2.  Lovie Smith, Illinois – We still haven’t a clue why Lovie Smith was hired as the head football coach at Illinois since Lovie did nothing in his coaching career to make us think he would EVER be a successful college head coach.

In fact, having watched Lovie Smith coach closely in his 11 seasons as the head coach of the Chicago Bears and Tampa Bay Buccaneers it’s our opinion that Lovie is a classic “NFL Coach” and therefore would always be an Average College Head Coach at best and so far….

Lovie has been a Well-Below Average College Head Coach!

Lovie Smith’s records at Illinois:

Overall:  5 – 19

Big Ten:  2 – 16

Not good….let’s look at the 2018 Illinois Football Schedule to see where this may be going….

Kent State
Western Illinois
USF
Penn State
At Rutgers
Purdue
At Wisconsin
At Maryland
Minnesota
At Nebraska
Iowa
At Northwestern

That looks like 3 or 4 wins for Lovie Smith and the Illini in 2018 and….

There’s Not A Chance In Hell Lovie Smith can survive 4 win or less season and return to coach Illinois in 2019.

3.  Kliff Kingsbury, Texas Tech – If anyone had told us before the 2013 college football season that Kliff Kingsbury would be sitting on records of…

Overall:  30 – 33

Big 12:  16 – 29

….at Texas Tech and that Kliff still be the head coach of the Red Raiders we wouldn’t believe it and yet….

Kliff Kingsbury is still the head coach in Lubbock!

Got Nuts? Yep!

Can Kliff Kingsbury possibly keep his job by posting another .500 or so records each season at Texas Tech?

We haven’t a Damn Clue but the standards have been lowered so much for Texas Tech Football maybe Kliff can hang onto his job in the middle of an incredibly Mediocre Run the last 5 seasons and with that in mind let’s look at the Red Raiders 2018 schedule…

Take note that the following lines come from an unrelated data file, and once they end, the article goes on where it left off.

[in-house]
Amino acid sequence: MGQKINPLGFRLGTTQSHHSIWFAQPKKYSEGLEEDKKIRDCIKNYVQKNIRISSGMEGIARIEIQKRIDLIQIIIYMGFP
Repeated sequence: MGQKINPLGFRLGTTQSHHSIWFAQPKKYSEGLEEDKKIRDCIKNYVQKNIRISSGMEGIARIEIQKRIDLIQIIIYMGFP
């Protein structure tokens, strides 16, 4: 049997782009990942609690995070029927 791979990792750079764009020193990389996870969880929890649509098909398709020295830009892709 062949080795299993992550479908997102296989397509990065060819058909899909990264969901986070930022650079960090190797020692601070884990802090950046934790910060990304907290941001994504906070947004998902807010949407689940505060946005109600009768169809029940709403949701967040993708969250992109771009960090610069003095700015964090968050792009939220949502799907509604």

Ole Miss
Lamar
Houston
At Oklahoma State
West Virginia
At TCU
Kansas
At Iowa State
Oklahoma
Texas
At Kansas State
Baylor

Best Case Scenario: Texas Tech wins 7 games

Worst Case Scenario: Texas Tech wins 4 games

Can Kliff Kingsbury survive to coach Texas Tech another year with just 7 wins in 2018?

Maybe so…and that says a Helluva Lot about how accepting of Mediocrity folks in Lubbock have become and let’s just hope that disease doesn’t spread to the rest of America because it would destroy our country!

4.  Luke Fickell, Cincinnati – Luke Fickell is entering his 3 rd season as a head coach in his 2 nd year at Cincinnati and fans of college football will remember that Fickell took over a Loaded Ohio State team after Jim Tressel got fired in the Spring of 2011 and promptly went 6 – 6 taking his team to a Gator Bowl which cost an undefeated Ohio State football team a chance to play for a National Title in 2012 under Urban Meyer.

The question for us here at Coaches Hot Seat as we look at Fickell’s two years as a head coach….

Overall: 10 – 15

Conference:  5 – 11

…and his record at Cincinnati after one year….

Overall:  4 – 8

AAC:  2 – 6

….does Luke Fickell have a Damn Clue how to be a head coach?

That question will be answered in 2018 because this 2 nd season under Fickell should be a bounce-back year to at least a .500 record and with that in mind let’s look at the Bearcats 2018 schedule:

At UCLA
At Miami (Ohio)
Alabama A&M
Ohio
At UConn
Tulane
At Temple
At SMU
Navy
USF
At UCF
East Carolina

Cincinnati should win at least…6 games in 2018….but will Fickell coach the Bearcats to at least 6 wins?

No….in our humble opinion and more than likely because Fickell has a Totally Damn Absurd buyout in his contract the folks at Cincinnati will have to tolerate Below Mediocrity for the foreseeable future….in our humble opinion!

5.  Kalani Sitake, BYU – Kalani Sitake took over a BYU Football team from former head coach Bronco Mendenhall who posted…

11 straight winning seasons

….which Sitake continued in Year 1 with a record of….

9 – 4

…but in Year 2 the Cougars dropped to…

4 – 9

….and now Sitake is coaching for his job because we don’t think there’s ANY CHANCE the folks in Provo will tolerate two straight losing seasons which takes us to BYU’s 2018 schedule:

At Arizona
California
At Wisconsin
McNeese
At Washington
Utah State
Hawaii
Northern Illinois
At Boise State
At UMass
New Mexico State
At Utah

There’s at least 6 wins on that schedule and thus No Good Excuse for Kalani Sitake and his Cougars to have a losing record in 2018!